You head home after a rough day of say, third grade, sit down to watch your favorite cartoon with your favorite snack, trying to wash away thoughts of gym class, gross school lunch and rejection from your first crush and then...your heart sinks. You remember that you still have to write a stupid book report about the The Boy Who Cried Wolf. You could take the time to actually do your homework properly, with correct spelling, details and accuracy. My friend teaches 3rd grade. This kid has a bad case of the Mondays.
LONDON – Revising for texts and exams can be a stressful business. This week in Britain, 10- and 11-year-old students will be sitting their Year 6 SATs tests. These tests – the final ones kids sit before leaving Primary School – have come under fire recently. A recent survey found that 90% of children felt a pressure to do well (and over a quarter of children surveyed described themselves as "stressed" by upcoming exams), while a parent-led campaign called "LET our KIDS be KIDS" kept thousands of children out of school for the day last week in protest. In the run-up to SATs, Mrs Thom of Buckleberry Primary School in Reading set her class some homework to get them prepared -- but it probably wasn't what they were expecting.
On a homework assignment posted to Reddit (that was, admittedly, probably designed to elicit funny answers), this kid wrote some of the wisest proverbs we have ever beheld. Truly, these are DJ Khaled-level life lessons. Let's break a few of these down. "Don't put all your eggs in there" is great advice no matter what -- it's always great to have extra eggs in multiple locations. People in glass houses must be rich, because they are always paying for new houses when the old ones shatter.
In an introductory engineering course with an annual enrollment of over 1000 students, a professor has little option but to rely on multiple choice exams for midterms and finals. Furthermore, the teaching assistants are too overloaded to give detailed feedback on submitted homework assignments. We introduce Mechanix, a computer-assisted tutoring system for engineering students. Mechanix uses recognition of freehand sketches to provide instant, detailed, and formative feedback as the student progresses through each homework assignment, quiz, or exam. Free sketch recognition techniques allow students to solve free-body diagram and static truss problems as if they were using a pen and paper. The same recognition algorithms enable professors to add new unique problems simply by sketching out the correct answer. Mechanix is able to ease the burden of grading so that instructors can assign more free response questions, which provide a better measure of student progress than multiple choice questions do.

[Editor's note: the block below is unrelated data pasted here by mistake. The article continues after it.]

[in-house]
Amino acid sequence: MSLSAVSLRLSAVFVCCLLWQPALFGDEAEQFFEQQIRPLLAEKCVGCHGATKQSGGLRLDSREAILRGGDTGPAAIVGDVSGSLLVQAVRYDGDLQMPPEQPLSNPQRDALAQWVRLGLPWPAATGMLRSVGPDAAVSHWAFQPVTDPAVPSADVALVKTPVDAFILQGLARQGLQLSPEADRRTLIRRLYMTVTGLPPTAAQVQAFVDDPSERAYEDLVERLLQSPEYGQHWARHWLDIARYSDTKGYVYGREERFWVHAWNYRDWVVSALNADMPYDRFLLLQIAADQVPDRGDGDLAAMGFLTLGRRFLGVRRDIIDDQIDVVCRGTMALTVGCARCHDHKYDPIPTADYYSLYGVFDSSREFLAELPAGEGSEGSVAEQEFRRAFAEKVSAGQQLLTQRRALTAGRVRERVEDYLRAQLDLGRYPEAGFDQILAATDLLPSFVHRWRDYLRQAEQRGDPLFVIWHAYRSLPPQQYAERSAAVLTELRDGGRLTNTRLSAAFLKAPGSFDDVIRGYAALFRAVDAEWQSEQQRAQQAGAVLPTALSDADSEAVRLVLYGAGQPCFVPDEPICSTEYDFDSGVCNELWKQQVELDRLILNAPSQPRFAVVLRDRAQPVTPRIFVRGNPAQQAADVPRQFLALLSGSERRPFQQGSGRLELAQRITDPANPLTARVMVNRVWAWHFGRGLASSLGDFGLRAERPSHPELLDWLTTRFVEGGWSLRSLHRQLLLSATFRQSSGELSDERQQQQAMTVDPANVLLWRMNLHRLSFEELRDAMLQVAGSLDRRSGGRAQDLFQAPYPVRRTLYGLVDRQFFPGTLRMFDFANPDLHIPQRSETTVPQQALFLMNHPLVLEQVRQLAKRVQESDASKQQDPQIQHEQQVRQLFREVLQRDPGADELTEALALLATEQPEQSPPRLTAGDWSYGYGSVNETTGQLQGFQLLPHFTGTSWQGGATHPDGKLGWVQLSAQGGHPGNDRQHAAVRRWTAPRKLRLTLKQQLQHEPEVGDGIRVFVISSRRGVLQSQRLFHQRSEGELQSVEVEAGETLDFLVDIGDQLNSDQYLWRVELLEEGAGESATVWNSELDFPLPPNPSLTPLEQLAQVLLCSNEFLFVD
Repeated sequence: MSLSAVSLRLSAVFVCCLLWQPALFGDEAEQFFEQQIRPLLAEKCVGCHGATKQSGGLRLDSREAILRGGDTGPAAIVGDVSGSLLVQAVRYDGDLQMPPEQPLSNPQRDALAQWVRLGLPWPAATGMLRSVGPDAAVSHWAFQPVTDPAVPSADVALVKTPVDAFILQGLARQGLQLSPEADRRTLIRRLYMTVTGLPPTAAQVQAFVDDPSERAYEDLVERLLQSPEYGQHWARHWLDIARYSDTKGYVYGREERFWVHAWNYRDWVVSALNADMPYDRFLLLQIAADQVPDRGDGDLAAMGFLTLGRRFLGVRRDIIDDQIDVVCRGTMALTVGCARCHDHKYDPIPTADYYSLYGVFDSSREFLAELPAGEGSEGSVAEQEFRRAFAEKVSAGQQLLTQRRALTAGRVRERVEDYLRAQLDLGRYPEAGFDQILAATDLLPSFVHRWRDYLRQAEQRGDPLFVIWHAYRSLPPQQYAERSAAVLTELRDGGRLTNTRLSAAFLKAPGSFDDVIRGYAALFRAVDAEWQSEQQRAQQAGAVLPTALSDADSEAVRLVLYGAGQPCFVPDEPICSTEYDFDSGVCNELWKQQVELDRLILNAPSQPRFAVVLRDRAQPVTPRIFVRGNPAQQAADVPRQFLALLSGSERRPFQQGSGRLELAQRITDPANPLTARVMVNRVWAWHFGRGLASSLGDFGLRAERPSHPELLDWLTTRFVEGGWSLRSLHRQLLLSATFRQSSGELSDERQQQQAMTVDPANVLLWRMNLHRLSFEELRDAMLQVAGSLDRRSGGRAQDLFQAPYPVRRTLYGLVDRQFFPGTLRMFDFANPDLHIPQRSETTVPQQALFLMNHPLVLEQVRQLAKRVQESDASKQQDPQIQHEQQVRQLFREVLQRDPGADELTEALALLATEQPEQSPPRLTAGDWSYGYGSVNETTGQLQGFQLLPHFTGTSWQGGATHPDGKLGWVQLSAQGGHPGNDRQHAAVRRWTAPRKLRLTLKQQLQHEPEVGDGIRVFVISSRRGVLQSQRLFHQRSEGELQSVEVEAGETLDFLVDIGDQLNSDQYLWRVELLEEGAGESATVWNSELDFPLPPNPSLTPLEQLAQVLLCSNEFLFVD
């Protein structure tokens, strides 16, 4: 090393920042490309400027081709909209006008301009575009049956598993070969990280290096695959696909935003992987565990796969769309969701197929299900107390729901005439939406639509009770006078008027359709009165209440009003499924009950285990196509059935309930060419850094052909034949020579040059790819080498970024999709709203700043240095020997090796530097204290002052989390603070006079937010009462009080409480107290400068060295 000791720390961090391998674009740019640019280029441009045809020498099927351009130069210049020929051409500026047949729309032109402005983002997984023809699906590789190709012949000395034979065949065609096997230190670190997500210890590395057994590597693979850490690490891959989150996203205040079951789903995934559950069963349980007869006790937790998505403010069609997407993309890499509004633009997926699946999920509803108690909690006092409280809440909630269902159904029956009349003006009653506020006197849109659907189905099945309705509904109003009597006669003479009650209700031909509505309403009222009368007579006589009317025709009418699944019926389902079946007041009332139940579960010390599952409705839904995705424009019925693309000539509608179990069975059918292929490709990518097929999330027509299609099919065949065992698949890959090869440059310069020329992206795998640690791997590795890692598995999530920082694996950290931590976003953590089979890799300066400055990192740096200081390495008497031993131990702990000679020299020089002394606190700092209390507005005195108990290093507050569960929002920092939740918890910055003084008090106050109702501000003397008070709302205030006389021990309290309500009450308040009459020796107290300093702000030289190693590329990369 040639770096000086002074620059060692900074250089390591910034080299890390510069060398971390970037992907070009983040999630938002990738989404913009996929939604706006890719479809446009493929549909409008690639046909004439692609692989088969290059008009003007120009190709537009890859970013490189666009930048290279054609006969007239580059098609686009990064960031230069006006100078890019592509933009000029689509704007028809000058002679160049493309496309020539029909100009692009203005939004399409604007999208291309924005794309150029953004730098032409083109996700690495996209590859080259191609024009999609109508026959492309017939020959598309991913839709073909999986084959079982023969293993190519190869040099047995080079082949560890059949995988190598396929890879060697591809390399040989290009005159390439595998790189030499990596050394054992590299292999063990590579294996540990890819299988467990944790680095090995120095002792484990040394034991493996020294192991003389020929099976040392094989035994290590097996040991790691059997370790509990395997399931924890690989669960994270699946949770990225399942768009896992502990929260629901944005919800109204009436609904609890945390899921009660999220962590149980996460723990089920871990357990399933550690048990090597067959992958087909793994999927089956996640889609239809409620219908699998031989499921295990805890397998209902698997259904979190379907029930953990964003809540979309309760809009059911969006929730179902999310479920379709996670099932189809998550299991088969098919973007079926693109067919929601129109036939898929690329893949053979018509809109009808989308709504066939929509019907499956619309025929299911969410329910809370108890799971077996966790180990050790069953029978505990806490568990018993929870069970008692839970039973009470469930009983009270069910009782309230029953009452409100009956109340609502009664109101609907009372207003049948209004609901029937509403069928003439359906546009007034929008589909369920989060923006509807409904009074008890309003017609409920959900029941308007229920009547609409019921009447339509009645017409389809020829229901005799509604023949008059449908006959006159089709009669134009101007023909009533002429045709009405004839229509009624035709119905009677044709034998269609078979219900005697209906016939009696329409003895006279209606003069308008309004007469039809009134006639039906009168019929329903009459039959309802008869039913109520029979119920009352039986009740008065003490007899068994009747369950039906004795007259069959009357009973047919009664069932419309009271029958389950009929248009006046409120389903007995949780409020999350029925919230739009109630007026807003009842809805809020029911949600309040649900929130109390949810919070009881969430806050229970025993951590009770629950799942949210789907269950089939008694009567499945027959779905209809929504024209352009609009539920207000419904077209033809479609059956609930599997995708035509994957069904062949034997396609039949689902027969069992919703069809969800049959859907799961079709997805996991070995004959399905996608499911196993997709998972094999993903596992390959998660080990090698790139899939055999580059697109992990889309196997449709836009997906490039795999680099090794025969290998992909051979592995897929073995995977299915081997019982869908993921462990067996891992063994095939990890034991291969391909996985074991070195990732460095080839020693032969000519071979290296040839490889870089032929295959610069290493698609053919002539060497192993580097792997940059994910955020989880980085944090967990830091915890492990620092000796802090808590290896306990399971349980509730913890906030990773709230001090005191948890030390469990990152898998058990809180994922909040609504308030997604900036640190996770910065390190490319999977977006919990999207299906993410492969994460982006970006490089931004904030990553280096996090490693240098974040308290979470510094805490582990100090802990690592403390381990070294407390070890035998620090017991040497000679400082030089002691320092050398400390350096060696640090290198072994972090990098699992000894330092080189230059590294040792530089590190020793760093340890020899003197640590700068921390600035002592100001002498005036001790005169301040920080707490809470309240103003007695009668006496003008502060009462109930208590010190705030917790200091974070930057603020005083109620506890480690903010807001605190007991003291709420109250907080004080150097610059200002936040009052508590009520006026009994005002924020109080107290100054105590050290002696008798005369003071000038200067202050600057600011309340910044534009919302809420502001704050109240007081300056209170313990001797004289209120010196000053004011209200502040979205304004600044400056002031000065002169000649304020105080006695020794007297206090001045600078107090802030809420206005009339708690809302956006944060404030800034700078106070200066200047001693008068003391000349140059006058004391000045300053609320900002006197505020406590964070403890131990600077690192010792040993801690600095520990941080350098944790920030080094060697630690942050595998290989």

While a simple school worksheet may seem innocent enough, one parent decided to rewrite the assignment, changing the narrative from a negative experience of a mother returning to work to a positive one. Lynne Polvino was helping her 6-year-old daughter Hazel with her homework last week when she noticed something troubling with the assignment, an unfortunate and increasingly common problem thanks to outdated curriculums. So, Polvino decided to make some changes to the assignment with an updated narrative. SEE ALSO: Mom lets daughter's school know her 10-year-old is'done' with homework The worksheet is a fill-in-the-blank style assignment which follows a story of a mother returning to work. The first line reads, "Lisa was not happy.